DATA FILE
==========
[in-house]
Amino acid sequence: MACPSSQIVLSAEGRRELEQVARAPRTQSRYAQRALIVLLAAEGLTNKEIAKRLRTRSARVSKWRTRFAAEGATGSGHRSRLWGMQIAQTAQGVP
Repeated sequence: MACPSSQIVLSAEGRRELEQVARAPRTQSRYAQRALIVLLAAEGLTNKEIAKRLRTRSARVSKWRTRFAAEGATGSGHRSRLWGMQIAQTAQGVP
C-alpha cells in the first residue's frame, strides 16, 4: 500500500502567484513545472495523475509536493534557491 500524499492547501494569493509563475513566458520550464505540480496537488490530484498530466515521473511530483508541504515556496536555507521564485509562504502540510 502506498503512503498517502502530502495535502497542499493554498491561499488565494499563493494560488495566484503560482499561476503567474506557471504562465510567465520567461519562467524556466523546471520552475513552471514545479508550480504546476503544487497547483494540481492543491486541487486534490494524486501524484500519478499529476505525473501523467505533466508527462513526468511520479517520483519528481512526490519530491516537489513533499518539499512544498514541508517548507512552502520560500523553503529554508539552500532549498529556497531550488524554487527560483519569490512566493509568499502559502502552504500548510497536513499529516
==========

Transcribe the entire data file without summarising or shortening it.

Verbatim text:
[in-house]
Amino acid sequence: MACPSSQIVLSAEGRRELEQVARAPRTQSRYAQRALIVLLAAEGLTNKEIAKRLRTRSARVSKWRTRFAAEGATGSGHRSRLWGMQIAQTAQGVP
Repeated sequence: MACPSSQIVLSAEGRRELEQVARAPRTQSRYAQRALIVLLAAEGLTNKEIAKRLRTRSARVSKWRTRFAAEGATGSGHRSRLWGMQIAQTAQGVP
C-alpha cells in the first residue's frame, strides 16, 4: 500500500502567484513545472495523475509536493534557491 500524499492547501494569493509563475513566458520550464505540480496537488490530484498530466515521473511530483508541504515556496536555507521564485509562504502540510 502506498503512503498517502502530502495535502497542499493554498491561499488565494499563493494560488495566484503560482499561476503567474506557471504562465510567465520567461519562467524556466523546471520552475513552471514545479508550480504546476503544487497547483494540481492543491486541487486534490494524486501524484500519478499529476505525473501523467505533466508527462513526468511520479517520483519528481512526490519530491516537489513533499518539499512544498514541508517548507512552502520560500523553503529554508539552500532549498529556497531550488524554487527560483519569490512566493509568499502559502502552504500548510497536513499529516